Sixth wave begins – masks still required

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Allyson Beauregard

QUEBEC – Amid rising infection and hospitalization numbers due to the BA.2 variant, Dr. Luc Boileau, Quebec’s interim public health director, held a press conference on March 27 to warn residents to be cautious given that the province is witnessing several indicators of another wave. However, he said it was too soon to say the sixth wave is officially here,

The following Tuesday, April 5, he reversed his statements and extended the mask mandate until the end of April. He also reminded Quebecers who test positive that they must isolate for the first five days and then remain vigilant for the following five. “The pandemic is not over,” said Boileau.
No other restrictions were re-instated.

Quebec Premier Francois Legault tested positive for COVID on March 25 and was in quarantine for five days, although he said he felt relatively well.

On March 23, the Municipality of Pontiac announced via social media that a number of employees had contracted the virus and they had closed the offices to the public; they expected to re-open Monday, March 28th.

Fourth dose available

Starting March 29, a fourth dose of the COVID vaccine became available for those at risk of developing complications from COVID; those living in public and private seniors residences or family-type resources (CHSLDs, RPAs and RR-RTFs), those aged 80 and older, and the immunocompromised.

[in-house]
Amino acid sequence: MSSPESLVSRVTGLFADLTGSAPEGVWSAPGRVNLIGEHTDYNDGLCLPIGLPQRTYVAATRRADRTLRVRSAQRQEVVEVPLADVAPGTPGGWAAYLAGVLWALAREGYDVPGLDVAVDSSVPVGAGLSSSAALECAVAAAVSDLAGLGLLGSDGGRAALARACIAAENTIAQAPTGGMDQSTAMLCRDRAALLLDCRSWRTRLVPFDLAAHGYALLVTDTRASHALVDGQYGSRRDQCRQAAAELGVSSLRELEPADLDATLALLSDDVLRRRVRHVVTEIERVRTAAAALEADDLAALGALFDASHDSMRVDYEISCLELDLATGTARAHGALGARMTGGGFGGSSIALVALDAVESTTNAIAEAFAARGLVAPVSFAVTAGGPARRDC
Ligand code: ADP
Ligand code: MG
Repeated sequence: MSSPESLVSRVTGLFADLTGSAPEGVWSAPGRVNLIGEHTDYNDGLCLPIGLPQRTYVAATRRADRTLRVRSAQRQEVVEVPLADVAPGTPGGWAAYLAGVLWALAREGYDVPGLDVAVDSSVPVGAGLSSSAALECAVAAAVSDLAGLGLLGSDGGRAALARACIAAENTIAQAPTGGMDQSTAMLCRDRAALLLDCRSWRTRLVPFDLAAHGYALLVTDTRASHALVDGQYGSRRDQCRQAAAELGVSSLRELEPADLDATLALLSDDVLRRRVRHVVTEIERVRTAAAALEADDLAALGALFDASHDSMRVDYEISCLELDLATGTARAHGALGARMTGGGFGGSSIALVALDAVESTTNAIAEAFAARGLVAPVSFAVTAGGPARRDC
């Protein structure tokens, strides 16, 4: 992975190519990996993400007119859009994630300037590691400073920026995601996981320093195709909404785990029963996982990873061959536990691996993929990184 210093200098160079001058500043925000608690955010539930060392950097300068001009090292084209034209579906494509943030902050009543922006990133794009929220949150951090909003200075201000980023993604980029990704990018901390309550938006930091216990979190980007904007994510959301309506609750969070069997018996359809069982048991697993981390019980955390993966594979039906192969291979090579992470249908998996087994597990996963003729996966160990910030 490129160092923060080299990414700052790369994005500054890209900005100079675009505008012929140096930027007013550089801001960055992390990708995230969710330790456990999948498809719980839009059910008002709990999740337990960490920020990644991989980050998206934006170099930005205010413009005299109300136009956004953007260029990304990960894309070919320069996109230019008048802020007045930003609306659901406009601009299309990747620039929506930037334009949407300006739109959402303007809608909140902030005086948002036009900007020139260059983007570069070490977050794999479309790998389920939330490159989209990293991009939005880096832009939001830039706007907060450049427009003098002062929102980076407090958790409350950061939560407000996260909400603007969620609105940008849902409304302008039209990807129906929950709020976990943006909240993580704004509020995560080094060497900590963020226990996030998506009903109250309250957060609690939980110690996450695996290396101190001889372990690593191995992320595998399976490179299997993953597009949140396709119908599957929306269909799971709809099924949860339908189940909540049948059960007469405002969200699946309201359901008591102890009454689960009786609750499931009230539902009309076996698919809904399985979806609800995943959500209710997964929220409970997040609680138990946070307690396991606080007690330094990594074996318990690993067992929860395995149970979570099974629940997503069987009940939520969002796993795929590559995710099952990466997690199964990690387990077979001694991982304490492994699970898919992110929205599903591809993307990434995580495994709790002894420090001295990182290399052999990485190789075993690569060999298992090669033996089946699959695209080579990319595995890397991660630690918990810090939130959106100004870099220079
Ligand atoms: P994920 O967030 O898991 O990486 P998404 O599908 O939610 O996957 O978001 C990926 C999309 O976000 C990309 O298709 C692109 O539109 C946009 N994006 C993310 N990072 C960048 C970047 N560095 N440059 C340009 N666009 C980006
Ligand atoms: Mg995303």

“An interval of 5 to 6 months is recommended, but a person can receive this second booster if a
minimum of 3 months is respected,” says the provincial COVID website.

A walk-in vaccination clinic is available for all doses at the Campbell’s Bay Recreation Center on Wednesdays from 10 a.m. to 4 p.m. and on Saturdays from 10 a.m. to 3 p.m.

Vaccination is also available via appointment at the Quyon CLSC on Fridays from 8 a.m. to 4 p.m
and the Mansfield CLSC on Thursdays from 8 a.m. to 4 p.m.

Appointments can be made online at Quebec.ca/vaccinCOVID of by calling 1-877-644-4545 for those experiencing technical difficulties.

The province’s vaccine passport system hasn’t been required in most places since March 12, but residents are encouraged to keep their proof of vaccination in case it’s needed in the future.

Starting March 12, people who’ve been in contact with a confirmed case of COVID and who do not have symptoms no longer have to isolate. Instead, for ten days they must self-monitor for symptoms, wear a mask during interactions and refrain from visiting locations where masks must be removed like when eating at restaurants.